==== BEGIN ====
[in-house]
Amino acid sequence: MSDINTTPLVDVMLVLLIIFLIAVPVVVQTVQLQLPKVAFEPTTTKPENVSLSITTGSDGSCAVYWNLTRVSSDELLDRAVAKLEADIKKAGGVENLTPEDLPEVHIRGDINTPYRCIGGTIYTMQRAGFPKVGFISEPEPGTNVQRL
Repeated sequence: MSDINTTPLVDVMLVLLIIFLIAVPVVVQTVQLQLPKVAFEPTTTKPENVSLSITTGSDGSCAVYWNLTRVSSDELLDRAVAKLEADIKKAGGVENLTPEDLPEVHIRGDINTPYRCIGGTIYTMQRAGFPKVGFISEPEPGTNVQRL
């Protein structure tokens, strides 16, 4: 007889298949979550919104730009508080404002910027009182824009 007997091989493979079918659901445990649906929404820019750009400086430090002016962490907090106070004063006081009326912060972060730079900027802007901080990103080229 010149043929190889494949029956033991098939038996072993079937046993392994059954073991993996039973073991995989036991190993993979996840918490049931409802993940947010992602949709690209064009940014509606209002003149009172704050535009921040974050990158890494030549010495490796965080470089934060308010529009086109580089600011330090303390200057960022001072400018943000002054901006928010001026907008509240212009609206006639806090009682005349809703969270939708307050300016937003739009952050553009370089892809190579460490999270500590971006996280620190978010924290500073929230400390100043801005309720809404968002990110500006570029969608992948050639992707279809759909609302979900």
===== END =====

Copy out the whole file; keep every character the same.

[in-house]
Amino acid sequence: MSDINTTPLVDVMLVLLIIFLIAVPVVVQTVQLQLPKVAFEPTTTKPENVSLSITTGSDGSCAVYWNLTRVSSDELLDRAVAKLEADIKKAGGVENLTPEDLPEVHIRGDINTPYRCIGGTIYTMQRAGFPKVGFISEPEPGTNVQRL
Repeated sequence: MSDINTTPLVDVMLVLLIIFLIAVPVVVQTVQLQLPKVAFEPTTTKPENVSLSITTGSDGSCAVYWNLTRVSSDELLDRAVAKLEADIKKAGGVENLTPEDLPEVHIRGDINTPYRCIGGTIYTMQRAGFPKVGFISEPEPGTNVQRL
């Protein structure tokens, strides 16, 4: 007889298949979550919104730009508080404002910027009182824009 007997091989493979079918659901445990649906929404820019750009400086430090002016962490907090106070004063006081009326912060972060730079900027802007901080990103080229 010149043929190889494949029956033991098939038996072993079937046993392994059954073991993996039973073991995989036991190993993979996840918490049931409802993940947010992602949709690209064009940014509606209002003149009172704050535009921040974050990158890494030549010495490796965080470089934060308010529009086109580089600011330090303390200057960022001072400018943000002054901006928010001026907008509240212009609206006639806090009682005349809703969270939708307050300016937003739009952050553009370089892809190579460490999270500590971006996280620190978010924290500073929230400390100043801005309720809404968002990110500006570029969608992948050639992707279809759909609302979900």